Right now anyone with a blood alcohol concentration above .08 percent is considered too drunk to drive. The National Transportation Safety Board is recommending states lower that limit to .05 percent. Research shows that some people are impaired at .05 percent; science also tells us that how drunk you get when you drink depends on a variety of factors.
The National Institutes of Health looked at more than one hundred studies on the subject. It found at .08 percent most people showed significant signs of impairment. But even at .05 percent, some struggled with a simulated driving test. Researchers documented changes in eye movement, visual perception and reaction time. The effects were stronger for sleep deprived and younger drivers.
How you get to a blood alcohol concentration of .05 percent depends on a lot of factors, says Paul Doering, Emeritus Professor at the University of Florida's Department of Pharmacotherapy and Translational Research.
For one thing, size matters. The bigger you are, the more blood you have to dilute that drink, which means your blood alcohol concentration will be lower.
Another factor is gender, says Doering.
"Women take less alcohol to get to the same level as a man might because of their distribution of fat versus muscle," he says.
Women tend to have a higher ratio of fat to muscle. Fat doesn't absorb alcohol, but muscle does. So when a woman has a drink, proportionally less of it is taken into her body tissue, leaving more in the bloodstream.
Food in your belly can slow down how fast alcohol enters your blood, giving the liver more time to process it. Cocktails with protein, like milk, can also slow absorption.
Even genetics can play a role, says Doering.
"Certain ethnic groups, for example Asians, lack an enzyme that helps them break down alcohol," he notes. The enzyme is aldehyde dehydrogenase. A University of San Diego study found that about half of all people of Asian descent have a mutated version of the gene responsible for this enzyme. As a result, they produce less of it and metabolize drinks slower than people without the mutation.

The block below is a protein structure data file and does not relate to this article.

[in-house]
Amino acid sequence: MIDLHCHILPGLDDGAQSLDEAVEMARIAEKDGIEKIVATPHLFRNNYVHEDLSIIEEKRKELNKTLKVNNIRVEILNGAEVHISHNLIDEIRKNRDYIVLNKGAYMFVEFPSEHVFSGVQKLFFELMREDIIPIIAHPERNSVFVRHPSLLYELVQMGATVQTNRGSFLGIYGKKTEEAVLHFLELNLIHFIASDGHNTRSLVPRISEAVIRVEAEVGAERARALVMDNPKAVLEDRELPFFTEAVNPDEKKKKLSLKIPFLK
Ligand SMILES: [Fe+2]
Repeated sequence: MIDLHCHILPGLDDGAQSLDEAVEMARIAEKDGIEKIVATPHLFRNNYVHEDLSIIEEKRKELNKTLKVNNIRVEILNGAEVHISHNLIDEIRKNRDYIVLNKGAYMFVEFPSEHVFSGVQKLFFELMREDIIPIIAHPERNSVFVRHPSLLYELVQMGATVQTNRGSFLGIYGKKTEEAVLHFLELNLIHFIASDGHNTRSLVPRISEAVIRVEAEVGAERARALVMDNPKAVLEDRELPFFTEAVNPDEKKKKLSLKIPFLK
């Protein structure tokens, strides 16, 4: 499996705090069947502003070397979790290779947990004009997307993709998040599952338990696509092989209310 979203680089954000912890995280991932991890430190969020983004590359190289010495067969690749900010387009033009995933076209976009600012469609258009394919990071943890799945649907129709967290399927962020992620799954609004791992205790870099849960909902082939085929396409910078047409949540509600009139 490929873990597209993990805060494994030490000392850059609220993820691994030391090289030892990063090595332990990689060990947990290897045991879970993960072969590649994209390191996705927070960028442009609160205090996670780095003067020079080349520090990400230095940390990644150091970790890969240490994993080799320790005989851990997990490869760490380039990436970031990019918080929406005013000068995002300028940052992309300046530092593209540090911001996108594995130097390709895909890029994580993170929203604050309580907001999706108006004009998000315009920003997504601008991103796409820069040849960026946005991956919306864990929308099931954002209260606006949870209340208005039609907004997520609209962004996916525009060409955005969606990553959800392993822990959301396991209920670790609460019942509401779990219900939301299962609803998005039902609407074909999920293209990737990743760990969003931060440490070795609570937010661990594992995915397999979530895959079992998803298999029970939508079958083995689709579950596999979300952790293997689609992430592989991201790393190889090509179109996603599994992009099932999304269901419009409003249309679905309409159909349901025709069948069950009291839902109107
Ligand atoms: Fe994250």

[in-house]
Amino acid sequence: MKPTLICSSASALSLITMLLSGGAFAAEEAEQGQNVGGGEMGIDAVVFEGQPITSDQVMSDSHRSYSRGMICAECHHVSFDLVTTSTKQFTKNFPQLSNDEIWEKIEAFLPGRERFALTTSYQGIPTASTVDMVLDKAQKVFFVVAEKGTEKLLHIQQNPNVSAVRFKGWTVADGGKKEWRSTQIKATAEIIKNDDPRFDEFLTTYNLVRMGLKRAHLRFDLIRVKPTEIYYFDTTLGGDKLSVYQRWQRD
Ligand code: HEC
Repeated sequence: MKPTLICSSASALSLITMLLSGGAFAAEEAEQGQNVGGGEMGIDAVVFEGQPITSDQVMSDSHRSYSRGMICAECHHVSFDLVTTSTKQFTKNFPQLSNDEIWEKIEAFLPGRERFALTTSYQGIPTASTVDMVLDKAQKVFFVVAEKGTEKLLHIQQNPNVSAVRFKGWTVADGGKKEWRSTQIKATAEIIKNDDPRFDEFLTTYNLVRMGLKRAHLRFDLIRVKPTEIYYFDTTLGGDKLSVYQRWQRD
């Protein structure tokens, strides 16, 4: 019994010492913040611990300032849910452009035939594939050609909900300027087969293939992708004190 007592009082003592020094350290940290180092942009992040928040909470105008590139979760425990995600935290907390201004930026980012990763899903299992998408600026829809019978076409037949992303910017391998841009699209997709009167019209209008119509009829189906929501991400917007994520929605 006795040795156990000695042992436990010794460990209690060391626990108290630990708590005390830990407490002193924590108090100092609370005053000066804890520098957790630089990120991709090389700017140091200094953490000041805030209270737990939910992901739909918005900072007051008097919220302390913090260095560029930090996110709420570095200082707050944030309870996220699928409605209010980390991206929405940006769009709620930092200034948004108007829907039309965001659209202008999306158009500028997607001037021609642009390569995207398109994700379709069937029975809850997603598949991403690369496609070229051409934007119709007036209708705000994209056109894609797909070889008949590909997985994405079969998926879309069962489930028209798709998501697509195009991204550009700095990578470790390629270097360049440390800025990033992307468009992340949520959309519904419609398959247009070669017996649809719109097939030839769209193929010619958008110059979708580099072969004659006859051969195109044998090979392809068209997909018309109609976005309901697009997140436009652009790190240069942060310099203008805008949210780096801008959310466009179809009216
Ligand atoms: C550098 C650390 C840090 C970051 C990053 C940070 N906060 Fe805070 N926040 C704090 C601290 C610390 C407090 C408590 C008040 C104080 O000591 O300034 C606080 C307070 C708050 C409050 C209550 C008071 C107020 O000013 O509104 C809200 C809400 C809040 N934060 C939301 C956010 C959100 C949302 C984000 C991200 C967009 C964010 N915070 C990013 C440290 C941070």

Despite all of this variability, most people should be safe to drive if they stick to only one drink an hour.
Lowering the legal limit to drive, as recommended by the NTSB, can make people safer, says Michele Simon, who runs Eat Drink Politics, a watchdog group that tracks the food and beverage industries. But Simon argues that there are other policies governments can enact that are more effective.
"Increasing price decreases consumption," she says. "Making sure that there aren't too many places to access alcohol, that reduces harm in a neighborhood, and then making sure the industry isn't marketing to youth. Those are the three most important factors."
States will decided whether to adopt the lower legal limit. Already, the recommendation has run into opposition from restaurants and beverage companies, and both Simon and Doering don't expect laws to change anytime soon.
Still, when the NIH studied drinking, it found people showed impairment at levels far below even .05 percent. With a blood alcohol reading of just .02 percent, subjects showed a weakened ability to focus on more than one thing at a time, a skill important for driving. So no matter how little you drink, it's worth it to be cautious when you get behind the wheel.